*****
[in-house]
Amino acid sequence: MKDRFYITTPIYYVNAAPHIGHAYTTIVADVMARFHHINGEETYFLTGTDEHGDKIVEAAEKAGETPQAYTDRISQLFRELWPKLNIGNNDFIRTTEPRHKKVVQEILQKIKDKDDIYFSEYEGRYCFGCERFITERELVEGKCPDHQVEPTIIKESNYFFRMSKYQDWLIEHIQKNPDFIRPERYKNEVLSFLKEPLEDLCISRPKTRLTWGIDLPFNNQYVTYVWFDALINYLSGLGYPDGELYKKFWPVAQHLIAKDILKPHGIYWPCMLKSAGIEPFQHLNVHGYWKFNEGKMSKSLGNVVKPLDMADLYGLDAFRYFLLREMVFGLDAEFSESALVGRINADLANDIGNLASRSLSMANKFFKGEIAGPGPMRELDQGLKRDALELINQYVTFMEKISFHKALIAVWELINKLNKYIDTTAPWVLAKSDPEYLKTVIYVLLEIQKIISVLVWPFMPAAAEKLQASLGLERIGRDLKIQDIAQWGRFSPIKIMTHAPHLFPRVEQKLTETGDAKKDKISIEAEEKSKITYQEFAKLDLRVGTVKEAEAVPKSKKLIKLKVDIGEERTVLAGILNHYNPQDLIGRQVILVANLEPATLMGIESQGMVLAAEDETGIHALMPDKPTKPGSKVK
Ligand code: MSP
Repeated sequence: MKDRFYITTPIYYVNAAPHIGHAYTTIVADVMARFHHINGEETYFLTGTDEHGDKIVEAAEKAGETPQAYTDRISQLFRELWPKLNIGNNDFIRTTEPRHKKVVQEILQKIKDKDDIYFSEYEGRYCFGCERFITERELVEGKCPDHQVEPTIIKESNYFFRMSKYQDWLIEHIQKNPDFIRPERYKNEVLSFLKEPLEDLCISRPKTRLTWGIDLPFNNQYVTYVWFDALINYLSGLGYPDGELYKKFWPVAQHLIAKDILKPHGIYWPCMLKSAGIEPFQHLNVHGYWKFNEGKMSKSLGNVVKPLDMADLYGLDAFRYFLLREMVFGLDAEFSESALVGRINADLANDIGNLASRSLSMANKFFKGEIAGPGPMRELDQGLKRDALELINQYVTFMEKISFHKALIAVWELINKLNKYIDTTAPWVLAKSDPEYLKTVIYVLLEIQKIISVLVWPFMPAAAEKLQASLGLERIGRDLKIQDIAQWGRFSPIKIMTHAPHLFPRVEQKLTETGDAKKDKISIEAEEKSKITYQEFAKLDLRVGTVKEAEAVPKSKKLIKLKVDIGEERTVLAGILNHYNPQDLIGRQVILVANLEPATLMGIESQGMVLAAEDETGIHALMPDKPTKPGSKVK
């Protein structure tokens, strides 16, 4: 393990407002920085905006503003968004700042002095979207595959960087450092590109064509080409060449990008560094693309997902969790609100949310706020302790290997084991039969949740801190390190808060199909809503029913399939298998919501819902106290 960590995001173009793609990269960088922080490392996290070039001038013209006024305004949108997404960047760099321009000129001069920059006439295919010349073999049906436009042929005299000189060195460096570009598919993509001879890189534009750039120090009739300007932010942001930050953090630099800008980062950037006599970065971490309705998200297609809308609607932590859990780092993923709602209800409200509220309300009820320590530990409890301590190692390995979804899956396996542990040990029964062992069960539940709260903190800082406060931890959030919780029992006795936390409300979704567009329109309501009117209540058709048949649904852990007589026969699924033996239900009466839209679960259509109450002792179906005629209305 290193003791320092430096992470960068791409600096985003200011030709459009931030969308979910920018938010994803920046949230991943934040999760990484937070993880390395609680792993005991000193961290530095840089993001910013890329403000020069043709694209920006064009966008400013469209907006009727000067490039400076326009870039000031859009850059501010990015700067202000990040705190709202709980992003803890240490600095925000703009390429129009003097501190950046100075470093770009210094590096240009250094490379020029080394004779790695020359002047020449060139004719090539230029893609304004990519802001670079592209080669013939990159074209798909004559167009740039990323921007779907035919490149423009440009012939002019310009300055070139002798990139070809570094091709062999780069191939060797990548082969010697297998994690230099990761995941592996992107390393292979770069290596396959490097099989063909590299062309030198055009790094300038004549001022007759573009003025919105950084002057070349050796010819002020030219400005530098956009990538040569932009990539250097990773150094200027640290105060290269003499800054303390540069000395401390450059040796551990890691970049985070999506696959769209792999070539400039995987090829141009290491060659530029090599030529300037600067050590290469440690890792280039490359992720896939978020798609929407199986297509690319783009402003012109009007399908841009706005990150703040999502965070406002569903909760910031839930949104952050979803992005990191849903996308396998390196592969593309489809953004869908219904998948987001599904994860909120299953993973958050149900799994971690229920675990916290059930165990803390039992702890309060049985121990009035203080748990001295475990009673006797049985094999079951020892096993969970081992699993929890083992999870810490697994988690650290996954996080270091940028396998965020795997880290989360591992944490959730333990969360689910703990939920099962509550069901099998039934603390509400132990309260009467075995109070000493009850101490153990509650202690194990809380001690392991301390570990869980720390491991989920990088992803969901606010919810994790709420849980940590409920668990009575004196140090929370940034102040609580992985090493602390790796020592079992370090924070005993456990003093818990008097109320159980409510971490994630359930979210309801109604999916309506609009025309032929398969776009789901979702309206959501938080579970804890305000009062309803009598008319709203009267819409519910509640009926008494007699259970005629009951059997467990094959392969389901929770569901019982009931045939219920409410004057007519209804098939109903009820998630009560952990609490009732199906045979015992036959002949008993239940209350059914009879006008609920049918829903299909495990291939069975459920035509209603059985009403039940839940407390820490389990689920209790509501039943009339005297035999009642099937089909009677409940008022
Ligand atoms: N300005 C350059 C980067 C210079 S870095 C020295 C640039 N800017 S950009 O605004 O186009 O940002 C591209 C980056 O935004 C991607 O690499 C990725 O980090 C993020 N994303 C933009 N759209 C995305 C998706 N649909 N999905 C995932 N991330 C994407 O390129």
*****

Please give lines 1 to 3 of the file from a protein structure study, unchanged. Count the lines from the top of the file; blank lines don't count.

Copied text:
[in-house]
Amino acid sequence: MKDRFYITTPIYYVNAAPHIGHAYTTIVADVMARFHHINGEETYFLTGTDEHGDKIVEAAEKAGETPQAYTDRISQLFRELWPKLNIGNNDFIRTTEPRHKKVVQEILQKIKDKDDIYFSEYEGRYCFGCERFITERELVEGKCPDHQVEPTIIKESNYFFRMSKYQDWLIEHIQKNPDFIRPERYKNEVLSFLKEPLEDLCISRPKTRLTWGIDLPFNNQYVTYVWFDALINYLSGLGYPDGELYKKFWPVAQHLIAKDILKPHGIYWPCMLKSAGIEPFQHLNVHGYWKFNEGKMSKSLGNVVKPLDMADLYGLDAFRYFLLREMVFGLDAEFSESALVGRINADLANDIGNLASRSLSMANKFFKGEIAGPGPMRELDQGLKRDALELINQYVTFMEKISFHKALIAVWELINKLNKYIDTTAPWVLAKSDPEYLKTVIYVLLEIQKIISVLVWPFMPAAAEKLQASLGLERIGRDLKIQDIAQWGRFSPIKIMTHAPHLFPRVEQKLTETGDAKKDKISIEAEEKSKITYQEFAKLDLRVGTVKEAEAVPKSKKLIKLKVDIGEERTVLAGILNHYNPQDLIGRQVILVANLEPATLMGIESQGMVLAAEDETGIHALMPDKPTKPGSKVK
Ligand code: MSP